ESPN hosts an annual awards show, the ESPYs. I was vaguely aware that they would be happening, but unfortunately I wasn't aware that the awards were determined by public internet polling, so I missed the opportunity to vote for Evan Lysacek and Joannie Rochette. Darn me. Evan Lysacek lost the clunky title of "Best Male U.S. Olympic Athlete" to Shaun White, which is disappointing but understandable. I don't begrudge Shaun White the title because, really, what's not to like about him? Joannie Rochette was nominated for "Best Moment," and it's not so much surprising that she didn't win, but the moment that did win is enormously surprising: Landon Donovan's World Cup goal against Algeria.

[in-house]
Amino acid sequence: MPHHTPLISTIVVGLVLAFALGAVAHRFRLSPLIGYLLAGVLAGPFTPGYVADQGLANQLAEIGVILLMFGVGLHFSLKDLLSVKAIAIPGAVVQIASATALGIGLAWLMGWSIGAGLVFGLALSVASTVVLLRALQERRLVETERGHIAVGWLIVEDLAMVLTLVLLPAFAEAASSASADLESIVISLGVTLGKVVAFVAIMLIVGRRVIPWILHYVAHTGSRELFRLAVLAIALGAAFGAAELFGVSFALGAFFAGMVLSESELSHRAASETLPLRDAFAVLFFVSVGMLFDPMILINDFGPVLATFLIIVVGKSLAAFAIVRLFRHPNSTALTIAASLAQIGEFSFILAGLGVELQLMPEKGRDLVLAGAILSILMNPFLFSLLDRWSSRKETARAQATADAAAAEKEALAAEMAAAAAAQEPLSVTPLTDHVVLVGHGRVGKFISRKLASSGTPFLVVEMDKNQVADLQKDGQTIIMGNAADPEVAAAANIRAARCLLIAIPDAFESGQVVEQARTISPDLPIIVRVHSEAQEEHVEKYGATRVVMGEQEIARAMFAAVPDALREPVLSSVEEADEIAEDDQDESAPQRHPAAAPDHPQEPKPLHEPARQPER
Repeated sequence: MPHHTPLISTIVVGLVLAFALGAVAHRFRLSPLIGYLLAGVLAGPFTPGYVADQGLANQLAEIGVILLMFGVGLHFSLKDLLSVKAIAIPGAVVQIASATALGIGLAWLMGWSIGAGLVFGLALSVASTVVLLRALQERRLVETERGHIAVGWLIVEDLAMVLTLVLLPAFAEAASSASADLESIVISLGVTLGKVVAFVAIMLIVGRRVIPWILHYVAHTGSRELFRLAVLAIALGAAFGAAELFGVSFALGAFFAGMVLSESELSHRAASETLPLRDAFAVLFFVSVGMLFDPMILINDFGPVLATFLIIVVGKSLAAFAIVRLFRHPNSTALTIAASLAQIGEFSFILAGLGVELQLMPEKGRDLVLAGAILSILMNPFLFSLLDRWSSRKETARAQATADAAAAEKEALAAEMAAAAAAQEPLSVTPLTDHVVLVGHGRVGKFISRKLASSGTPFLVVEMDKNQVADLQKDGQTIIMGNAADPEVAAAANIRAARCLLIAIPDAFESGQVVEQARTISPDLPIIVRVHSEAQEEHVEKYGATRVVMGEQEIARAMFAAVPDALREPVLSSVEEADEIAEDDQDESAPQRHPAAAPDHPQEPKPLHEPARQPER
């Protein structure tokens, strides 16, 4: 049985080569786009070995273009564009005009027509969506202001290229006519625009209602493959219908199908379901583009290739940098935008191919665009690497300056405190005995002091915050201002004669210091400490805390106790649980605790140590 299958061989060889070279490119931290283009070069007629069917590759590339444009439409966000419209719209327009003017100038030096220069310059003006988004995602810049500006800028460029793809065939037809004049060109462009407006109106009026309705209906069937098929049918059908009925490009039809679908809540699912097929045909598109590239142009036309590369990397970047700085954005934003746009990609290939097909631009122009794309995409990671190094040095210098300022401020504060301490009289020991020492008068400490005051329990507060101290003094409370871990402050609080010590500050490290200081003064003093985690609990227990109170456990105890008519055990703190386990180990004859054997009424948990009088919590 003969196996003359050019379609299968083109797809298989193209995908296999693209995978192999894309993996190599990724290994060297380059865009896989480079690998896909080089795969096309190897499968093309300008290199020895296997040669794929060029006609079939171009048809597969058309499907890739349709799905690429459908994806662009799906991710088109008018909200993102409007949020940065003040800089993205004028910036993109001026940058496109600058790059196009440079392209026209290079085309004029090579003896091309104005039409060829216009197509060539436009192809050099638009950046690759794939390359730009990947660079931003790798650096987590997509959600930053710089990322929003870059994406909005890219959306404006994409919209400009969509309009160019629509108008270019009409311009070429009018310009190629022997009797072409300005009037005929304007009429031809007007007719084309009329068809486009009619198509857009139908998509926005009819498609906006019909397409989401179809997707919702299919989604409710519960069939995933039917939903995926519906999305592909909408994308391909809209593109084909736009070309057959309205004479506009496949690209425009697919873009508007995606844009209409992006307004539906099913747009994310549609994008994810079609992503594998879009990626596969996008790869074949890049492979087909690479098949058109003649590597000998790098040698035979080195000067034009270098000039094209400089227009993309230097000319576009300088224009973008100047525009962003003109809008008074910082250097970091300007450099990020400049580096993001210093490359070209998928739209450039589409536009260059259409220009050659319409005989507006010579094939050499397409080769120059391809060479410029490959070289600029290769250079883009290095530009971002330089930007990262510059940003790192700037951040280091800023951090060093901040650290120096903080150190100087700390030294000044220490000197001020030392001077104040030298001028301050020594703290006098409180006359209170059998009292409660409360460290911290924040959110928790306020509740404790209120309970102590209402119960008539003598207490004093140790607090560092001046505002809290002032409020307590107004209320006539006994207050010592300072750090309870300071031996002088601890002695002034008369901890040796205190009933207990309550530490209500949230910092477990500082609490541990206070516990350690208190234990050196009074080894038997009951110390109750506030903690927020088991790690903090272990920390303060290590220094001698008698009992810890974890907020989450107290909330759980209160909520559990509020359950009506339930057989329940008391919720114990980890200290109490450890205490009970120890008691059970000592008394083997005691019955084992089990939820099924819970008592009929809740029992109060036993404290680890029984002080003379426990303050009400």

I'm trying very hard to be diplomatic about this because I don't want to inadvertently ruffle anyone's feathers, but I'm really, REALLY surprised that American sports fans picked a soccer moment as the best moment. If I were a betting person, I would have pegged either Rochette or the Super Bowl champions (New Orleans Saints) as the winning moment. (My pick, of course, would have been Rochette, but if I were trying to figure out how most American sports fans would vote, I would guess they would have picked the Super Bowl). I suspect that it may have worked in Donovan's favor that the World Cup happened so recently, while the Super Bowl was in January and the Olympics were in February, so the World Cup was probably a bit fresher in people's minds. Another thing is that the Super Bowl, by its very nature (as American football) pits U.S. teams against one another, one team from each of the two conferences. Some people seem to form allegiances to one conference over the other (for example, if their team doesn't make the Super Bowl, they'll support the team from their conference that does), so when one team won the Super Bowl, it might have alienated a lot of fans of the other conference. In the World Cup, however, its Team USA against the world, so there's no question of divided loyalties. And Americans love figure skating, but many of us have not openly embraced our love of figure skating. We seem to be a little more comfortable with our love of women's figure skating because it seems more appropriate to us for women to wear sequins and jump and spin around, but I think a lot of us don't want to express appreciation even for the women's event for fear of being perceived as weak or effeminate or overly emotional (remember that, officially, it's not known as women's figure skating but "ladies' figure skating," which connotes primness and delicacy, two qualities not typically associated with sports in general). And we should probably also take into consideration the fact that Rochette is Canadian, so while I think we all wish her well, we Americans don't really feel a sense of pride in her accomplishment. (I feel a sense of pride in it as a figure skating fan, but that's me.) I wonder too if there might not be a subtle, anti-Canadian bias stemming from sour grapes over the Olympic hockey final. (The other nominee that I know of was a golfer, and I don't know enough about golf to comment.)